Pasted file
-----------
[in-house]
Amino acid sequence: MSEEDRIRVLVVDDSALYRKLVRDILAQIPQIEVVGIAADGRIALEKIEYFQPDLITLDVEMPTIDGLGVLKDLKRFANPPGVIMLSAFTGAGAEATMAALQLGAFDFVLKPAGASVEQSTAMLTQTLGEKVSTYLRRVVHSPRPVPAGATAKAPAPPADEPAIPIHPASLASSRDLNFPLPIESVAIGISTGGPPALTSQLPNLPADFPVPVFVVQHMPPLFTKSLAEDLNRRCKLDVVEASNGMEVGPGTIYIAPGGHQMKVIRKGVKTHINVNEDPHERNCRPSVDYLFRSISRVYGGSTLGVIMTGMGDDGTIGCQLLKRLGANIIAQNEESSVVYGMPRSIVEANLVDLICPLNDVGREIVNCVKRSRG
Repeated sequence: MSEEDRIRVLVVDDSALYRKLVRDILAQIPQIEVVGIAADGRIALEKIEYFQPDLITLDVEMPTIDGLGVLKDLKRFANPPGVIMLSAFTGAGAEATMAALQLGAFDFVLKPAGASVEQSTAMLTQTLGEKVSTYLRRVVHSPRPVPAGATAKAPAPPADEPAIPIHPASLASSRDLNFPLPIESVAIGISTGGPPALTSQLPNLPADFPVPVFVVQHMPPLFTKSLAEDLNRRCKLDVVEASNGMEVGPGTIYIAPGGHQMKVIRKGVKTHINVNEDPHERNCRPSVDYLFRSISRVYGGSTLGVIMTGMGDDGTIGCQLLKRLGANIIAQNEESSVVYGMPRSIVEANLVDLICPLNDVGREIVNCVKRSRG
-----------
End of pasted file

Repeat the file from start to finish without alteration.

[in-house]
Amino acid sequence: MSEEDRIRVLVVDDSALYRKLVRDILAQIPQIEVVGIAADGRIALEKIEYFQPDLITLDVEMPTIDGLGVLKDLKRFANPPGVIMLSAFTGAGAEATMAALQLGAFDFVLKPAGASVEQSTAMLTQTLGEKVSTYLRRVVHSPRPVPAGATAKAPAPPADEPAIPIHPASLASSRDLNFPLPIESVAIGISTGGPPALTSQLPNLPADFPVPVFVVQHMPPLFTKSLAEDLNRRCKLDVVEASNGMEVGPGTIYIAPGGHQMKVIRKGVKTHINVNEDPHERNCRPSVDYLFRSISRVYGGSTLGVIMTGMGDDGTIGCQLLKRLGANIIAQNEESSVVYGMPRSIVEANLVDLICPLNDVGREIVNCVKRSRG
Repeated sequence: MSEEDRIRVLVVDDSALYRKLVRDILAQIPQIEVVGIAADGRIALEKIEYFQPDLITLDVEMPTIDGLGVLKDLKRFANPPGVIMLSAFTGAGAEATMAALQLGAFDFVLKPAGASVEQSTAMLTQTLGEKVSTYLRRVVHSPRPVPAGATAKAPAPPADEPAIPIHPASLASSRDLNFPLPIESVAIGISTGGPPALTSQLPNLPADFPVPVFVVQHMPPLFTKSLAEDLNRRCKLDVVEASNGMEVGPGTIYIAPGGHQMKVIRKGVKTHINVNEDPHERNCRPSVDYLFRSISRVYGGSTLGVIMTGMGDDGTIGCQLLKRLGANIIAQNEESSVVYGMPRSIVEANLVDLICPLNDVGREIVNCVKRSRG